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Al Qaeda Accused of 'Making the Mujahideen Sad'

ISIS criticized al Qaeda’s official Syrian affiliate Jabhat al-Nusra in an audio recording posted to jihadist internet forums on Sunday.

by John Beck
May 12 2014, 6:34pm

Photo via AP

Extremist militant group the Islamic State of Iraq and Syria (ISIS) lashed out at the leader of its former affiliate al Qaeda for “making the mujahideen sad” in a recent statement, adding that it is determined to stay in Syria.

In an audio recording posted to jihadist internet forums on Sunday, a man who appears to be ISIS spokesman Abu Mohammed al-Adnani criticizes al Qaeda’s Ayman Mohammed Rabie al-Zawahiri for fragmenting jihadi groups and called for the head of al Qaeda’s official Syrian affiliate, Jabhat al-Nusra, to be fired, according to AFP.

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In the recording, Adnani appears to fondly recall the days when Osama bin Laden headed al Qaeda. "Sheikh Osama gathered all the mujahideen with one word, but you divided them and tore them apart," he said. The authenticity of the recordings has not yet been confirmed.

ISIS and al-Nusra have clashed in a series of increasingly bloody encounters in Syria. The groups have even launched suicide attacks against each other despite both being Sunni Muslim extremist militant group opposed to President Bashar al-Assad.

'You make the mujahideen sad, and make the enemy of the mujahideen gloat because you support the traitor.'

An apparently upset Adnani advised Zawahiri to get rid of al-Nusra leader Abu Mohammed al-Julani, who he described as a "traitor." "Either you continue with your mistake and remain stubborn, and the division and fighting among the mujahideen will continue, or you confess to your mistake and correct it," AFP said.

He added: "You make the mujahideen sad, and make the enemy of the mujahideen gloat because you support the traitor, and you make the heart bleed — you are the one who instigated the strife, and you have to extinguish it. Review yourself and stand in front of God to correct what you have ruined."

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This is just the latest chapter in an exchange of strongly worded statements that has continued for some time. Al Qaeda disowned ISIS in February for being too extreme even for them. Zawahiri has repeatedly, and ineffectively, pleaded for al-Nusra to stop fighting ISIS and turn their attention to government forces. At the same time, Zawahiri has called, just as ineffectively, for ISIS to stay in Iraq.

'It's true that the events of the last few weeks have shown that al Qaeda Central does not have much influence on the ground in Syria, but that's actually nothing new.'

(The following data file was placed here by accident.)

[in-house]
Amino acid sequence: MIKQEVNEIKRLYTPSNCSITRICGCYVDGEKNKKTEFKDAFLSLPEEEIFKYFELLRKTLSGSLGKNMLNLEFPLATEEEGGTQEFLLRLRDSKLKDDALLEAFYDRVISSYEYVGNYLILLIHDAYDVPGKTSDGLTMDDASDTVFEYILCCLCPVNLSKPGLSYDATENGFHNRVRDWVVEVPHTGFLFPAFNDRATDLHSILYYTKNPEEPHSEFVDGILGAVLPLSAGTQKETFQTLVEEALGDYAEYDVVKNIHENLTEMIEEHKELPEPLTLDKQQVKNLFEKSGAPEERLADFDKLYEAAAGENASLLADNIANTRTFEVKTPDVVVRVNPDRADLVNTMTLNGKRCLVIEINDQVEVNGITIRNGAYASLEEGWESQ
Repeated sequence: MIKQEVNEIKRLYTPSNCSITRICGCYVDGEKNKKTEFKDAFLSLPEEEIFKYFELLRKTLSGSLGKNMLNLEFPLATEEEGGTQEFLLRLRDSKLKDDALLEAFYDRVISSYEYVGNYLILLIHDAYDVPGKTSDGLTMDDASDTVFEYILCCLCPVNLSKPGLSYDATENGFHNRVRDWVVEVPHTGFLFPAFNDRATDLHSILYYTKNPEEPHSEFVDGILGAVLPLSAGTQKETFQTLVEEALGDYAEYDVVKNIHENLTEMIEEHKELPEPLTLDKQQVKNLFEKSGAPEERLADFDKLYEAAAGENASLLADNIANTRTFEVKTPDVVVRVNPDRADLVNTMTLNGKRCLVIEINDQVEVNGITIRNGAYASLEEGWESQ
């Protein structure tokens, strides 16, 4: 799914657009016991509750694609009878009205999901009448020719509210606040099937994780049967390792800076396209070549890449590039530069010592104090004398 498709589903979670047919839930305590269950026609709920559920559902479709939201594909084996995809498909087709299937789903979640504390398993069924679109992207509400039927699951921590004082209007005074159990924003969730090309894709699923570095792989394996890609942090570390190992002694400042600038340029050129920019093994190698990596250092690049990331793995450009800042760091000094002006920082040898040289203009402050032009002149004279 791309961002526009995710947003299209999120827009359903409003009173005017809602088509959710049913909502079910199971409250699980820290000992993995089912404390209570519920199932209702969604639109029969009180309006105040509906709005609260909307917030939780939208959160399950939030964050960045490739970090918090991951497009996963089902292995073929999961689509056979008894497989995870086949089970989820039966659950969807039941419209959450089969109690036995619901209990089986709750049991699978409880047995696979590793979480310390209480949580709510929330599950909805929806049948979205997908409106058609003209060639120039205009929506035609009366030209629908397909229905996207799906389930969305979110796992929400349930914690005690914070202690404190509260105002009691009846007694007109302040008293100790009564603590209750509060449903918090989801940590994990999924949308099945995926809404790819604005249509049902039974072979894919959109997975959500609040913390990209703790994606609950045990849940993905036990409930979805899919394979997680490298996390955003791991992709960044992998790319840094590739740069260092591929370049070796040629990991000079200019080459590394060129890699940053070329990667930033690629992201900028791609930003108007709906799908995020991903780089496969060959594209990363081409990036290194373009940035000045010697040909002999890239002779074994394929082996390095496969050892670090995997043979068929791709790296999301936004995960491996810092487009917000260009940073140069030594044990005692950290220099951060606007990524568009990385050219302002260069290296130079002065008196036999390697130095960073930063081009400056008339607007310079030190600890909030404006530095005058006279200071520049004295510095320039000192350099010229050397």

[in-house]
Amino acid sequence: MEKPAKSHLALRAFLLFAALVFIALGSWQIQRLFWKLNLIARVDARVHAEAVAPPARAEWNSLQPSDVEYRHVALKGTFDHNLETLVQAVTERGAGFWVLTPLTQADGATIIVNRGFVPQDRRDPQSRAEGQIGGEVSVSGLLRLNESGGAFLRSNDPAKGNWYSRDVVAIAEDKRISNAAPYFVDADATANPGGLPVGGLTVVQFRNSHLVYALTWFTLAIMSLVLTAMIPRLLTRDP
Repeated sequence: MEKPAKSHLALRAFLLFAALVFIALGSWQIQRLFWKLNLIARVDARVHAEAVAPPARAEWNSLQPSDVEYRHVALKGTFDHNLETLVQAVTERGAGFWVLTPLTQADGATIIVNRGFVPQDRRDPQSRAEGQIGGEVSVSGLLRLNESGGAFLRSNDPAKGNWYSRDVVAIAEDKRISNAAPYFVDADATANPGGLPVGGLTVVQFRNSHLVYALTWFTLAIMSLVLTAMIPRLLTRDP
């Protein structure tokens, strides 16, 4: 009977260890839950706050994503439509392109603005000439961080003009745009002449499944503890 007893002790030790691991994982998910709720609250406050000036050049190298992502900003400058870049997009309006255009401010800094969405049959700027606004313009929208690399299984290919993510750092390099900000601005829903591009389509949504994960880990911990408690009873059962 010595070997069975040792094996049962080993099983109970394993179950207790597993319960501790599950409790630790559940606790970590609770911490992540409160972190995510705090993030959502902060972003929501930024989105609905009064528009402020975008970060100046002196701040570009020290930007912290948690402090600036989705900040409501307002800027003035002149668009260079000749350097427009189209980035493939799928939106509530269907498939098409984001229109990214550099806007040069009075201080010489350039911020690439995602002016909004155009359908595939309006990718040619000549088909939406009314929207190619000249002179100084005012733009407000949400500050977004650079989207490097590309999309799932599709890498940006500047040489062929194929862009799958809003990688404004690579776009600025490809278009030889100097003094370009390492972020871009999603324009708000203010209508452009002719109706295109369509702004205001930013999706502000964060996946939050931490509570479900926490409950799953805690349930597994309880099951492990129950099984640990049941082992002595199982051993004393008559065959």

Adnani also refused to do the latter in this statement, saying leaving Syria is "impossible because it is unreasonable, unrealistic and illegitimate."

Al Qaeda appears to have little control of its affiliates in Syria. But then this has always been the case, Noah Bonsey, Senior Syria Analyst with International Crisis Group, told VICE News. "It's true that the events and audio tapes of the last few weeks have shown that al Qaeda Central and Zawahiri do not have much influence on the ground in Syria, but that's actually nothing new,” Bonsey said.

“We know from previous audio tapes released in this tit-for-tat exchange that both ISIS and al-Nusra have been ignoring Zawahiri since the groups split from each other in April 2013. And there's no evidence that he's ever been influential on the ground in Syria."

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The same, Bonsey says, is true in Iraq, where ISIS, known previously as the Islamic State of Iraq and Al Qaeda in Iraq, also operates. There, its leadership has been "effectively ignoring" al Qaeda Central since 2005, he said.

ISIS first appeared in Syria around April 2013. It quickly attempted to merge with the smaller al-Nusra. However, al-Julani rejected the move, as did Zawahiri.

Since then, the two groups have stuck to very different operating models. The predominantly Syrian al-Nusra has worked closely with the opposition forces, such as the Islamic Front and Free Syrian Army and focused on attacking government troops. ISIS has done its own thing, however, and concentrated on seizing territory as well as implementing its brutal and extreme interpretation of Islamic law.

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ISIS has clashed with both Islamist and secular rebel groups as a result. It has been accused of many abuses and atrocities — from the kidnapping and murdering of activists, journalists, and aid agency workers to slicing off hands, and even crucifying “spies.”

Opposition forces, including an initially reluctant al-Nusra, launched a concerted attack against ISIS earlier this year, beating them back to the area surrounding their stronghold of Ar-Raqqah in north central Syria.

Follow John Beck on Twitter: @JM_Beck

civil war
al qaeda
jabhat al-nusra
Abu Mohammed al-Adnani
Islamic State in Iraq and Syria
Islamic state of iraq and syria
abu mohammed al-julani
ayman mohammed rabie al-zawahiri
syria rebels